Abu Dhabi: Rising temperatures and restrictions on the use of gargour fishing nets have led to a reduced catch from fishermen in Abu Dhabi, resulting in a price hike in the capital’s fish markets of around 20 per cent, according to local traders.
At present, only small fishing boats are permitted to go deep into Abu Dhabi waters. The fishermen can only fish with rods, whereas big dhows are not permitted anymore, under the Ministry of Climate Change and Environment measures to protect marine habitat.
The catch restrictions have impacted the volume of fresh fish coming into Abu Dhabi markets from local waters.
The quantity has significantly dropped now that anglers are only permitted to go by speedboat to fish, said local fishermen at Zayed Port.
Hamour which used to cost Dh45 per kilo two months ago is now trading at Dh55 and Dh60 per kilo and large shrimps that used to be Dh65 per kilo three months ago are now Dh75 a kilo.
Dh60/kgprice of hamour, up from Dh45 two months ago
Mohammad Asif, a trader at Abu Dhabi market in Mina Zayed, told Gulf News, “Since no gargour are allowed, fishermen are now going by speed boats and bringing only a small amount of fish back. A large chunk of fish are instead coming from Dubai.
“We now get fish from Dubai and the amount of fish in the market has reduced. This practice has affected the price of a number of popular varieties of fish like hamour and shrimps,” he said.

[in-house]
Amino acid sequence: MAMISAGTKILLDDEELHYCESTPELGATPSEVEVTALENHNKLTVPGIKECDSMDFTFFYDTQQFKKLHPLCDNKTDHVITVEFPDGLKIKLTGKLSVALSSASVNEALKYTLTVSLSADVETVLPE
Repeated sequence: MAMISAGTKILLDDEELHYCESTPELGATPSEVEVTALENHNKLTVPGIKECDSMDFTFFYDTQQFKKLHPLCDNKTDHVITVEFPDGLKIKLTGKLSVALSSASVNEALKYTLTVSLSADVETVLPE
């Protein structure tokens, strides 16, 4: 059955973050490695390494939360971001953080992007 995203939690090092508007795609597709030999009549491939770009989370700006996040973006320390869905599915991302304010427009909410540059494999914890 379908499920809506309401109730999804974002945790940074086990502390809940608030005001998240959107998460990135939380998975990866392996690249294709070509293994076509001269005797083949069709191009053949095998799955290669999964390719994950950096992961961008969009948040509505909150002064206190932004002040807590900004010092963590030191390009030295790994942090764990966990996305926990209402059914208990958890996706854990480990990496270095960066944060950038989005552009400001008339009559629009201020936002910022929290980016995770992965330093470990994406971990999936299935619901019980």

Other species like kingfish and sherry remain unaffected and are being traded at the same price of Dh40-Dh45 per kilo and Dh30 per kilo respectively, while Pomfret is still sold at Dh30-Dh35 per kilo, said Asif.
An Emirati consumer who turned up to buy fish, said, “The fish market in Abu Dhabi is the most expensive compared to Dubai and other emirates. I bought kingfish at Dh45 a kilo. Even similar fish can be bought at cheaper rates in other emirates.
“Fish prices nowadays are a little bit higher,” he added.
Dh75/kgprice of large shrimps, up from Dh65 three months ago
“In Abu Dhabi it depends on the catch, if the catch is good, fish prices will go down, but summers are fish breeding times and they are protected.
“During hotter days fish also swim into deeper waters, which makes catching them even more difficult, so these factors have led to a fish price rise here,” said the Emirati consumer.
“In some supermarkets, they sell kingfish at higher rates reaching up to Dh60 a kilo, he added.
Mohammad Sobhi, another trader at the market, said, “Nowadays, fish prices are higher than three months back because now we are dependent on Dubai’s traders, we get it from them.
“Now we can say that the prices may have gone up to 20 per cent,” he said, adding that the prices haven’t shot up higher due to the Abu Dhabi Fishermen’s Cooperative, which monitors and controls market prices.